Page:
The Nung have about 1 million people, ranking 7th in population among Vietnam’s 54 ethnic groups. They live in all 63 provinces of Vietnam, but mainly in northern provinces of Lang Son, Cao Bang, Bac Can, Thai Nguyen, Bac Giang, and Tuyen Quang. The Nung have a long history of development and many age-old, unique customs have been upheld.
The Nung have many branches such as Nung Xuong, Nung Giang, Nung An, Nung Loi, Nung Phan Sinh, and Nung Chao. They gather in a hamlet of about 30 to 70 households. In the front of the hamlet are wet rice fields and in the back are irrigation canals and orchards. The Nung live in stilt houses, earthen houses, and half stilt-half earth houses. The house is spacious and is divided into two sessions. The front session is to place the altar and for men. The back session is the kitchen and for women.
The Nung clothes are plain with the main indigo color and without embroidery. Men wear mandarin collar, button-front shirts which have 2 or 4 pockets. Women’s shirts have lop-sided buttons and are decorated with colorful pieces.
Growing wet rice is their main source of living. Women go to the forests to pick wild vegetables and mushroom for daily meals. Nguyen Van The is a guide at the Vietnam National Village for Ethnic Culture and Tourism: “The Nung are good at reclaiming land to make terraced fields besides paddy fields on the plain. They grow maize, cassava, fruit trees, and cash crops such as anise, cinnamon, and cardamom trees. They have experience in husbandry and have raised high-economic values varieties such as Muong Khuong pigs and Cao Bang horses.”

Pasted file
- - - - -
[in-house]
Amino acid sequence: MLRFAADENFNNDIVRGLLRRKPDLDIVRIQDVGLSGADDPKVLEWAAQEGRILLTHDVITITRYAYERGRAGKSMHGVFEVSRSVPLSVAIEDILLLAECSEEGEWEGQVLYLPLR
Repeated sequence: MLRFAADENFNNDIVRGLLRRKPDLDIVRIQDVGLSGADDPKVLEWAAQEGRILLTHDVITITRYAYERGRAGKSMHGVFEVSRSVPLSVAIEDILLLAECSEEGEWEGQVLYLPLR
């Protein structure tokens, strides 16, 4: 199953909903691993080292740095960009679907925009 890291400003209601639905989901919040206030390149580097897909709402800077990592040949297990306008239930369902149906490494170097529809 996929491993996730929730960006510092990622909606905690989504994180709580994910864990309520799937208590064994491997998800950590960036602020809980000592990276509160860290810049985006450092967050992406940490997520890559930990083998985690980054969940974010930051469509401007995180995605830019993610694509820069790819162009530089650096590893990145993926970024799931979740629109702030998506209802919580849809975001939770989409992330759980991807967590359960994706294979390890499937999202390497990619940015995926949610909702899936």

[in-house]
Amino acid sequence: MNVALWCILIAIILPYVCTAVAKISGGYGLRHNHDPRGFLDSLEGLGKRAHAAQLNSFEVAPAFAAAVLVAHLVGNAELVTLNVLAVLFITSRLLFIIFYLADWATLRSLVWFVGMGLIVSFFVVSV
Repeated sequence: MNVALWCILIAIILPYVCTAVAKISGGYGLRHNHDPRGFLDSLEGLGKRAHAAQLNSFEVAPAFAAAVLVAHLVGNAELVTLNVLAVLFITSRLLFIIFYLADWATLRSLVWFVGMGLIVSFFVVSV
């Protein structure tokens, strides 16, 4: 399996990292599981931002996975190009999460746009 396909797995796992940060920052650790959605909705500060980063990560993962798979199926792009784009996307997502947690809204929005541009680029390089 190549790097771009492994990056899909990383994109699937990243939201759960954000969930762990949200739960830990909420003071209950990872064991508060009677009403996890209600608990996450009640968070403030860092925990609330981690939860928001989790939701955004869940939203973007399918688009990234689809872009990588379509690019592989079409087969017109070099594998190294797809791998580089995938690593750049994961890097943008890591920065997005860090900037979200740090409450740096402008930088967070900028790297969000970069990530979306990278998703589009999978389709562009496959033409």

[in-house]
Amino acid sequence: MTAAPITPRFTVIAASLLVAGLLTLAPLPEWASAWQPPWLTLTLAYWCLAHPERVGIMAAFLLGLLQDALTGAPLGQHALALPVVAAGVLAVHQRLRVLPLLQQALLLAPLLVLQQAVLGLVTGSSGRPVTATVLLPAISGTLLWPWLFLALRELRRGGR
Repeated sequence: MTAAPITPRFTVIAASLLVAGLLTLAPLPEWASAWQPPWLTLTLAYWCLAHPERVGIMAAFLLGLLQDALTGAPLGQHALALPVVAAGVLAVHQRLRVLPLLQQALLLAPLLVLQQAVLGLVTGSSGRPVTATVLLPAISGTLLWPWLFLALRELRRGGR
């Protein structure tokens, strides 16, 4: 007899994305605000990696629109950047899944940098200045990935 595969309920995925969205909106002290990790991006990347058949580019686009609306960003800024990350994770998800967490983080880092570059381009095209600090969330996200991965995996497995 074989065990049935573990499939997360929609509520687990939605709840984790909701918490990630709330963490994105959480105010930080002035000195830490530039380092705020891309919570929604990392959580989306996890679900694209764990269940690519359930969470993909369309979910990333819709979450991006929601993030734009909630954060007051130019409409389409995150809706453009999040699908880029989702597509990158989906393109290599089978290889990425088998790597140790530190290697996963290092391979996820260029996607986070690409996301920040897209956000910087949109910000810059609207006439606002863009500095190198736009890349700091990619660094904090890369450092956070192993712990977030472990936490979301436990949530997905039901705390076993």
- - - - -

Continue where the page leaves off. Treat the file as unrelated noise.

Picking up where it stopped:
The Nung make handicraft products, mainly for their daily use. Women grow cotton, weave fabric, and dye indigo. Men can forge and cast farm tools, make wood products and tiles.
They celebrate many festivals in a year. The most famous ones are the Long Tong or Going to the field festival in the first month of the year and the Thanh Minh or Preparing the tombs festival on the 3rd day of the 3rd lunar month. Nong Van Doan is a Nung man in Lang Son: “In spring we celebrate the Thanh Minh festival. Our legend says the Nung ancestors migrated from China to Vietnam. On the Thanh Minh festival all Nung people have to return to their origin to burn incense on their ancestors’ tombs.”
The Nung have a rich folk culture of songs and music. Their markets sell various kinds of products. But the Nung go to the market not only for trading, it’s a place for meeting friends and young people dating.